There's a reasonably-sized dungeon in my Age of Treason: Iron Companion - but it is actually a 'location' and up to the GM to decide who is lurking around in it, if anyone, and that is likely to change regularly. there's also one going into Shores of Korantia, but really - less than a dozen rooms. RQ2 and 3 had plenty of dungeons -Balastor's Barracks, Troll strongholds, Puzzle Canal, and some really nasty ones in the RQ3 Shadows on the Borderlands - was is Dyskund Caverns? Lost one of my favourite PCs to a gang of rather nasty broo there. Another is to be found in Pavis Rises, not played that one. Anyway, except for some of the early glories they are usually smaller in terms of number of rooms and more contained both because, as Primeval has pointed out, there tends to be be a governing rationale both to the location and its denizens.
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PatHenry said Feb 14, 2013 19:23:39
Great idea for a thread; hope it receives much comment. I’ve suspected that, freed from the levels and related conventions (XP) of DnD the form is also freed from the need and purpose for mega-dungeons. RQ has never been big on random encounters and slaying for the sake of treasure; that's not what it is "about." Or it could be that the people who are drawn to RQ are also in some ways rejecting the classic forms of DnD. And I don’t mean this as criticism or commentary on a classic game I’ve played and loved.

In any case, dungeons’ve never been central to any RQ I’ve played or ran, although I have run a couple of extensive scenarios underground (very much like the D1-2 modules, and actually using those maps, although populated quite differently and leading to something quite different). Natural caverns, it seems, are less problematic than the construct of a dungeon warren and its (absentee) architects (Marko's pet peeve above).

“The city” seems more the classic RQ warren, IME.
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Thalaba said Feb 14, 2013 23:34:34
I'm not big into D&D style dungeons either. I enjoy them as computer games, but I'd rather not spend my precious face to face gaming time slogging through one underground room after another. The only RPG megadungeon I'm familiar with is the Temple of Elemental Evil. T1 (village of Hommlet) was the first D&D module I ever bought and I had to wait for something like 10 years before T2 (Temple of Elemental Evil) came out. Man was it a disappointment. It was the last D&D product I bought, if I recall.

That said, I've used small 'dungeons' a few times in our homebrew campaigns.

One was a temple that the PCs snuck into via a submerged tunnel to rescue someone. They mostly explored the lower level and found the person they were looking for, along with many other prisoners. They wanted to rescue them all, but ended up tipping off the guard and had to fight their way out. Just when they thought they had accomplished their task the PCs encountered the temple guardian and were so scared they fled like rabbits into the tunnels. Afraid they weren't going to make it out, they ushered the large majority of the rescuees up a stairway that they hadn't explored as a diversion, then ran the other way. They eventually made it out intact, but their excape rout took them through the bottom of a well into which body parts were being thrown, so one assumes the people they tried to rescue didn't fare as well.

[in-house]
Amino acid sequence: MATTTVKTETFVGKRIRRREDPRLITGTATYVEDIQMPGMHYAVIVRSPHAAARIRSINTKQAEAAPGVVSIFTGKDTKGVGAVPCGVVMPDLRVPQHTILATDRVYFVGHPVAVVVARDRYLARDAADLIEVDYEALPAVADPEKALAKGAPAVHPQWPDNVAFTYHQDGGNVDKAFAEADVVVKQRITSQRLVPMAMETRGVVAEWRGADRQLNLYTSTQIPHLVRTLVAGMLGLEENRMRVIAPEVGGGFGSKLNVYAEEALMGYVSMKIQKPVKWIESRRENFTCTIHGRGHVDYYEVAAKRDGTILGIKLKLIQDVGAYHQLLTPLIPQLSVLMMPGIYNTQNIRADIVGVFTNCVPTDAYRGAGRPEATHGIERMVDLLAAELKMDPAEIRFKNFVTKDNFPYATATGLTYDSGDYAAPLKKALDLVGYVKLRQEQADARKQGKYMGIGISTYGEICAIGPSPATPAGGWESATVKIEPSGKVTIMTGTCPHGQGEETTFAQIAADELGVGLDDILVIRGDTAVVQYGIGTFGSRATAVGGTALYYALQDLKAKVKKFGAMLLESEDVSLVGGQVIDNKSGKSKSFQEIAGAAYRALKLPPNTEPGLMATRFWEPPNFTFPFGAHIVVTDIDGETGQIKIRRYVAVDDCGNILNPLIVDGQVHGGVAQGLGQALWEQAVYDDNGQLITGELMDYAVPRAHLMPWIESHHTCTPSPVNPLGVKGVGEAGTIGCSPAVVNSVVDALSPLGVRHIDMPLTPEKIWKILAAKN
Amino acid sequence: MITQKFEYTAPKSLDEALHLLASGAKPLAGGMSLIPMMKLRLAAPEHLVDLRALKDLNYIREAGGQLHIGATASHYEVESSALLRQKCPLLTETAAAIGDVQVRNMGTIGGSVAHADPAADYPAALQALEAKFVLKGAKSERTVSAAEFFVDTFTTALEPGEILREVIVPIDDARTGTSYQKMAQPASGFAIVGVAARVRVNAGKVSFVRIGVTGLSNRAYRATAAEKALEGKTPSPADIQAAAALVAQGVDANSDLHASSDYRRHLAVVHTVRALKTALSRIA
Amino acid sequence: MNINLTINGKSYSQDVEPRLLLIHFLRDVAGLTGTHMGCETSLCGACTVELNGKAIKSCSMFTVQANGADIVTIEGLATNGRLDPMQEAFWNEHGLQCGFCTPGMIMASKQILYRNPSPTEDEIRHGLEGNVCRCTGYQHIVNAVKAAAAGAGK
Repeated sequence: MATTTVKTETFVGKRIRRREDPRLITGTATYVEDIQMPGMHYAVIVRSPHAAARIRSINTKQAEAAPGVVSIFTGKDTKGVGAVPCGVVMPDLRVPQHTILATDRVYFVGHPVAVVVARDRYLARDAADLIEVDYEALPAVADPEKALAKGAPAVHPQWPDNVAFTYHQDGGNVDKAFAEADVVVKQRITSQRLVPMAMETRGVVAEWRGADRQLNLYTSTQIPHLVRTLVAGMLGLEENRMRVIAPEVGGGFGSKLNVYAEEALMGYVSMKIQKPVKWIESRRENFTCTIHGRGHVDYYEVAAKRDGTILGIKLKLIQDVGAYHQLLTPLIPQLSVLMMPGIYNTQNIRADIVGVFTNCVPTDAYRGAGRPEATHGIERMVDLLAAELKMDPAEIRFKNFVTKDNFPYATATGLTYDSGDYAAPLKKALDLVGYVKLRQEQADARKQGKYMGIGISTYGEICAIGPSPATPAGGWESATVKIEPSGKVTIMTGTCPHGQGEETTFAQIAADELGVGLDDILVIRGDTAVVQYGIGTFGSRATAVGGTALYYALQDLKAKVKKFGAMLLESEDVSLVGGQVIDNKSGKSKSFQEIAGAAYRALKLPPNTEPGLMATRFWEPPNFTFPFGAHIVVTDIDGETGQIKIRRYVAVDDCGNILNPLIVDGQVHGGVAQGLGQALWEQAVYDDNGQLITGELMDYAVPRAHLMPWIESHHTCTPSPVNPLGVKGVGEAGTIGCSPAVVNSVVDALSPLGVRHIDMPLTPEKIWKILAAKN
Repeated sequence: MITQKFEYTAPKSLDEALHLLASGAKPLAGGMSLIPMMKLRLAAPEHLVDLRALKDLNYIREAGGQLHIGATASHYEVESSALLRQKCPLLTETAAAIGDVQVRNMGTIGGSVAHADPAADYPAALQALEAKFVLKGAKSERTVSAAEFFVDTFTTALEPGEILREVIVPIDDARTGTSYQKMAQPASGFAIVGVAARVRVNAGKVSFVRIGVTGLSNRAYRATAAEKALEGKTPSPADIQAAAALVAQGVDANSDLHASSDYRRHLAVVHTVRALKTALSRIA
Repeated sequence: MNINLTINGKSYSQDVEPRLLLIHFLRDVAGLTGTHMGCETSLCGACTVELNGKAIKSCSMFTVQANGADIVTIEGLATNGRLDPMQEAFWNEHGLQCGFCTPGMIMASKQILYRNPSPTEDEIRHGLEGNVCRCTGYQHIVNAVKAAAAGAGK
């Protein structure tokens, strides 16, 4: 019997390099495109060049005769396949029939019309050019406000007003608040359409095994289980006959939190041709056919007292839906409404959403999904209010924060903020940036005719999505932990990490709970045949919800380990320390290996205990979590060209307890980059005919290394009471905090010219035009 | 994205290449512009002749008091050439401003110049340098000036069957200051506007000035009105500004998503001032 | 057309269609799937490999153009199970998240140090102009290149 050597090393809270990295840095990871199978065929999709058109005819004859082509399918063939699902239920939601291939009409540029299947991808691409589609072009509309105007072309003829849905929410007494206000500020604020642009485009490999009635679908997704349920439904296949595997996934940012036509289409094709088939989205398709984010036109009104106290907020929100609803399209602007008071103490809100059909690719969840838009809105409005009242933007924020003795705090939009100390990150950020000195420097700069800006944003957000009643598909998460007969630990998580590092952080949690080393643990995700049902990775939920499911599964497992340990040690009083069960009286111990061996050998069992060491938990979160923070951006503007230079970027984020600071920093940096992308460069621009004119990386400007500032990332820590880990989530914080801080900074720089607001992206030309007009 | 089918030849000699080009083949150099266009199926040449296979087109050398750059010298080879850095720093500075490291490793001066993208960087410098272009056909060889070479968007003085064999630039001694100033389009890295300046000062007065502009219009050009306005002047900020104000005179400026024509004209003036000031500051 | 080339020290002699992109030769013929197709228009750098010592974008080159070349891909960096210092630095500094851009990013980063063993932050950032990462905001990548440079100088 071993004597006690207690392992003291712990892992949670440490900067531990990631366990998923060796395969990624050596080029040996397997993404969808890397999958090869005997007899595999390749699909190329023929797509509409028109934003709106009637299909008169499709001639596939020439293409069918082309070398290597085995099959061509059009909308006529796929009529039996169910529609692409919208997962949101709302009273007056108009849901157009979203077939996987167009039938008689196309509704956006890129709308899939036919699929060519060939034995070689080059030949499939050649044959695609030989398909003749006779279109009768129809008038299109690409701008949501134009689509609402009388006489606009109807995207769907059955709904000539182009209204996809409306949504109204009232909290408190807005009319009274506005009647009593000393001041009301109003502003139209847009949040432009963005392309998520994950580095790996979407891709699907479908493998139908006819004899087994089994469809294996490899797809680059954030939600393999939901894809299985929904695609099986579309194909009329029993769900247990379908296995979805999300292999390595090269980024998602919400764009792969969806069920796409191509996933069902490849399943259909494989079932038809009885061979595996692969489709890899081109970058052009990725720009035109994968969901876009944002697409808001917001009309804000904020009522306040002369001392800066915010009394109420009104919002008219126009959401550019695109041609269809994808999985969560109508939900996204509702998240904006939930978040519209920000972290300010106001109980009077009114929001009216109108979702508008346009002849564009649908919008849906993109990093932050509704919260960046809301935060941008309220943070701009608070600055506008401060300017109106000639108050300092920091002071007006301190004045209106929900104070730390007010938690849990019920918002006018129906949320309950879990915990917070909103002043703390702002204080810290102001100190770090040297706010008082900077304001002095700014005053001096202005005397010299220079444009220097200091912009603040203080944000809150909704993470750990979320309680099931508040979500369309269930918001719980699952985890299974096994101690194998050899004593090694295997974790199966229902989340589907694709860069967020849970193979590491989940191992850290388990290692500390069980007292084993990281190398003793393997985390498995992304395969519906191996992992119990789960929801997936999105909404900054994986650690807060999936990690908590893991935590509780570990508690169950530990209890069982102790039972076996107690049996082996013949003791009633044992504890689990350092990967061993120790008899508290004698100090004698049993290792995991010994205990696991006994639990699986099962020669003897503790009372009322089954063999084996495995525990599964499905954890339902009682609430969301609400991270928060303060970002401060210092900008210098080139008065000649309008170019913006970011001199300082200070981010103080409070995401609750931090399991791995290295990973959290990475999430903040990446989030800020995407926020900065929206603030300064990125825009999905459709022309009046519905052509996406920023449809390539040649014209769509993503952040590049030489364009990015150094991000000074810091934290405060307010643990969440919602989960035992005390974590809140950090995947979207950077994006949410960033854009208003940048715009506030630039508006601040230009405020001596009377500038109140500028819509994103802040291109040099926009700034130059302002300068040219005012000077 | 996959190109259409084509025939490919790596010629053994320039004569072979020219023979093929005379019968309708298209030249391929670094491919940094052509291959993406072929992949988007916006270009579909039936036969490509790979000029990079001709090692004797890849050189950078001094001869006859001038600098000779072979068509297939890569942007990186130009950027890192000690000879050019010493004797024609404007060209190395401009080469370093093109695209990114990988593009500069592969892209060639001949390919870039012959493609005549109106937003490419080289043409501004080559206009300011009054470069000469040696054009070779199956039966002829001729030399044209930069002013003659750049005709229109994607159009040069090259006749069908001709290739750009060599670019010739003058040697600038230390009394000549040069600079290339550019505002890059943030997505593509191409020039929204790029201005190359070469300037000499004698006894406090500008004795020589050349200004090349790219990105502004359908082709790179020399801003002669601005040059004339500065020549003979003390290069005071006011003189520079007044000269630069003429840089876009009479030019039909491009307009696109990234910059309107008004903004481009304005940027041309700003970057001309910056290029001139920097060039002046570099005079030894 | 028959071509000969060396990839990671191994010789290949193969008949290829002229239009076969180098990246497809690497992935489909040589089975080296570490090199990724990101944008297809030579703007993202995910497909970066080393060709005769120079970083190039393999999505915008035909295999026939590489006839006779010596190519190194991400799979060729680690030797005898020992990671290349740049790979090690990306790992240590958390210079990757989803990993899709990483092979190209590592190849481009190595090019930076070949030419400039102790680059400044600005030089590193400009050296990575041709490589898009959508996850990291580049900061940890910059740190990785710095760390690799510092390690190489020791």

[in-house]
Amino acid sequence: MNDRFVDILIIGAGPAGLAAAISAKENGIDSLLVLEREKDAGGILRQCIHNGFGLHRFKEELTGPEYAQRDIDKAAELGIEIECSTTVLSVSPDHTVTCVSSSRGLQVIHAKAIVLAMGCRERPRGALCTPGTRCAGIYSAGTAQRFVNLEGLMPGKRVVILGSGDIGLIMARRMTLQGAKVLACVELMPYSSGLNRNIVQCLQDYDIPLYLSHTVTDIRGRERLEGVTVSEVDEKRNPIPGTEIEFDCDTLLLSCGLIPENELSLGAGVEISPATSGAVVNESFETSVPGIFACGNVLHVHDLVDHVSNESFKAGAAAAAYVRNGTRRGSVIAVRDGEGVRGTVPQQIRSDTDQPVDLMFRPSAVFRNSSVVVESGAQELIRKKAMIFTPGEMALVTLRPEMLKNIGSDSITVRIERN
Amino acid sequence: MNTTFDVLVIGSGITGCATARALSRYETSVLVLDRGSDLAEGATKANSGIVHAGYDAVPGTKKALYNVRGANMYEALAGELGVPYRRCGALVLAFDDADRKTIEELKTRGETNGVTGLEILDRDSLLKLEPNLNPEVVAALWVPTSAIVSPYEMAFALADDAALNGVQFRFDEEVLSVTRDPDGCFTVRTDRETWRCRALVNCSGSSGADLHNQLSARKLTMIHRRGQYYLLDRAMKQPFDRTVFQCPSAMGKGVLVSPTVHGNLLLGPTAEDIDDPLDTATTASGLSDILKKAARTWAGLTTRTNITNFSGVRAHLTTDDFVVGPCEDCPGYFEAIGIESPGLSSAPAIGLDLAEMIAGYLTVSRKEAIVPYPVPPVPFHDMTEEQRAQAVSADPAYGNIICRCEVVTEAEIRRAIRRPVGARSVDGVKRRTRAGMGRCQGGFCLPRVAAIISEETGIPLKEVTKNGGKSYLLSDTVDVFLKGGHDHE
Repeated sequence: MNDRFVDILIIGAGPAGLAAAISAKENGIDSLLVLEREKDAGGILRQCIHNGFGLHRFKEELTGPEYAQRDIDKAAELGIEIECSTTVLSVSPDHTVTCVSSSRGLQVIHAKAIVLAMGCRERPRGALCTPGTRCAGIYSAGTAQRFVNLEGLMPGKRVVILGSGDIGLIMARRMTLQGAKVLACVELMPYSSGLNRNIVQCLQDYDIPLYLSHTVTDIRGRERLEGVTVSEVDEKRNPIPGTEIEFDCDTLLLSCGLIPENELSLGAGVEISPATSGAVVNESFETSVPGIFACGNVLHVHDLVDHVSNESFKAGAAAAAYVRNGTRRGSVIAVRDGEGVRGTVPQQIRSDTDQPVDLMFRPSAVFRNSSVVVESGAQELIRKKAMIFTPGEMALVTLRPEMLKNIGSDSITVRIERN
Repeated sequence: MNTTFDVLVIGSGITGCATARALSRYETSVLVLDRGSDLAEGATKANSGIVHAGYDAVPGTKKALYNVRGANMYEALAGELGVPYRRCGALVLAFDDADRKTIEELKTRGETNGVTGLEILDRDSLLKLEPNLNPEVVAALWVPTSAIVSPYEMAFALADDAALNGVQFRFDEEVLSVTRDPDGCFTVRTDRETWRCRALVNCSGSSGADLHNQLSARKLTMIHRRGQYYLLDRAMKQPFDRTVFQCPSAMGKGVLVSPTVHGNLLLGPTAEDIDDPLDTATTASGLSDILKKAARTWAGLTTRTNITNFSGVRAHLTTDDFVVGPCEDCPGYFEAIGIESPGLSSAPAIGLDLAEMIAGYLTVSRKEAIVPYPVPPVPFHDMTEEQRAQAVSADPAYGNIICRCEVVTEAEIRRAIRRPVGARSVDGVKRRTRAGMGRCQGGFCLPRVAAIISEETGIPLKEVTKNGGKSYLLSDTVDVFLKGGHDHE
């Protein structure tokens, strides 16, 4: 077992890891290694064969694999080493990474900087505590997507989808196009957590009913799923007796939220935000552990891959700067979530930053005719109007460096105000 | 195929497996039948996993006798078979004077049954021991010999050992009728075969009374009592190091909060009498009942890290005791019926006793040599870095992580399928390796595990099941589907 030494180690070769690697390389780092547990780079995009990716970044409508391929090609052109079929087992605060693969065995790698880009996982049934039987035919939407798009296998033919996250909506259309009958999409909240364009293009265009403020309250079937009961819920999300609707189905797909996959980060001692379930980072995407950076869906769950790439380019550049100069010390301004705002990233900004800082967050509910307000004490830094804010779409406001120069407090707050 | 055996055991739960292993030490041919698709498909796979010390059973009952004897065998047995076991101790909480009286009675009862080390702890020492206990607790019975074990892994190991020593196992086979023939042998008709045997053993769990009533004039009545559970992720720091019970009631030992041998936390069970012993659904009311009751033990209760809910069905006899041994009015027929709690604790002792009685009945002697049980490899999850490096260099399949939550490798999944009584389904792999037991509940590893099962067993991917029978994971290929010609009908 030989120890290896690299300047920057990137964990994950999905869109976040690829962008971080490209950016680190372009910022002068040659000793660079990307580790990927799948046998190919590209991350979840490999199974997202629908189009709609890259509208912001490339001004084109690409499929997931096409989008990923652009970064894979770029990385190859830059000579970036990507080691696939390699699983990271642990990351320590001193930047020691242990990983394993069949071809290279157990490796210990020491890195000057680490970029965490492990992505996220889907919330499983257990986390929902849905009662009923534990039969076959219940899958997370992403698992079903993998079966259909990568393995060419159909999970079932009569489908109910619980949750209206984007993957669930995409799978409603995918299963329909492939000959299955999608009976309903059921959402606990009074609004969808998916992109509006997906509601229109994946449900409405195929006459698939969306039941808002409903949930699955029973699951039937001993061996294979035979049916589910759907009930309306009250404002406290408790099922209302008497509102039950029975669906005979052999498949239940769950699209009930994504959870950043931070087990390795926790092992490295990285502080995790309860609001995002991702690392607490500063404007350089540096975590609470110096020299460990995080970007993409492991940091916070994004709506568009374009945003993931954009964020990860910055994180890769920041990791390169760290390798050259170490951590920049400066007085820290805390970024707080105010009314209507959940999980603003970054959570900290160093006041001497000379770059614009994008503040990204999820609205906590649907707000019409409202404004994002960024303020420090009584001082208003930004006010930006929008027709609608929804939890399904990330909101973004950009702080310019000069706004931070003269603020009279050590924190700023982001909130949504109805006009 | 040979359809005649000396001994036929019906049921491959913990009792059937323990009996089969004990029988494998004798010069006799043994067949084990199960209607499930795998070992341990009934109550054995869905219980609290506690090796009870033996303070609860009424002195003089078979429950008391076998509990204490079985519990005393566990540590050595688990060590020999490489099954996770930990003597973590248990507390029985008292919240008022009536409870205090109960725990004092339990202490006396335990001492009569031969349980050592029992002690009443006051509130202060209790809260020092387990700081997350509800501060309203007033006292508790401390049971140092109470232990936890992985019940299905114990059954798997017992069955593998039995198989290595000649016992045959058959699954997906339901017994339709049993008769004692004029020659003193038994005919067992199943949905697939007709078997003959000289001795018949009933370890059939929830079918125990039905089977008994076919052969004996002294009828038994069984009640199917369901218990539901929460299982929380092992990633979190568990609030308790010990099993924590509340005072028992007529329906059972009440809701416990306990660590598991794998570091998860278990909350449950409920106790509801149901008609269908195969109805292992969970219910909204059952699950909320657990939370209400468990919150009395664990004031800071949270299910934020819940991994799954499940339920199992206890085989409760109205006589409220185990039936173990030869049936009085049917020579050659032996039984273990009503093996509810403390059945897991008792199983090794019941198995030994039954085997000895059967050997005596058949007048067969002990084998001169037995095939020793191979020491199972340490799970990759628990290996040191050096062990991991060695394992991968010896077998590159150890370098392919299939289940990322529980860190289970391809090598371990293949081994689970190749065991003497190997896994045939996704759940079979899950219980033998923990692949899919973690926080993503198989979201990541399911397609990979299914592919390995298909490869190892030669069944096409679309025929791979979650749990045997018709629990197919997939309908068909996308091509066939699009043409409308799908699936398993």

A second 'dungeon' was an old ruined tower made of lead (inspired by the picture of the Tower of Lead from the Dorastor book). They entered through caves in the basement and explored the place. There were some spirits (one PC got possessed) and many traps, but no monsters. One of the PCs accidentally summoned a rook of Zuba (similar to harpies in our campaign, but with the heads of dogs instead of women. The Zuba circled the tower on the outside in a frenzy, barking like mad, while the PCs explored the inside nervously. Then one of them accidentally set off an alarm which drew the Zuba inside and they had to fight them off. In all this tension, they forgot about the PC who got possessed, and he brought the malevolent spirit back home with him.

The most recent one was a simple tomb exploration. This had 3 chambers, each one hidden from the one before it. It had a spirit trap and a mechanical trap and some skeletal anthropomorphic crocodile guardians. They escaped the guardians with the look they were after, but once again the spirit spread disease among the group and played with them all the way home. I wrote this scenario (which spanned 2 sessions) up in more detail here: http://www.roludo.ca/forum/viewtopic.php?f=8&t=979&start=50

I'm very tempted to try out the Broken Covenant of Calebais for our Ars Magica Campaign.

Cheers!
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lawrence.whitaker said Feb 15, 2013 00:23:16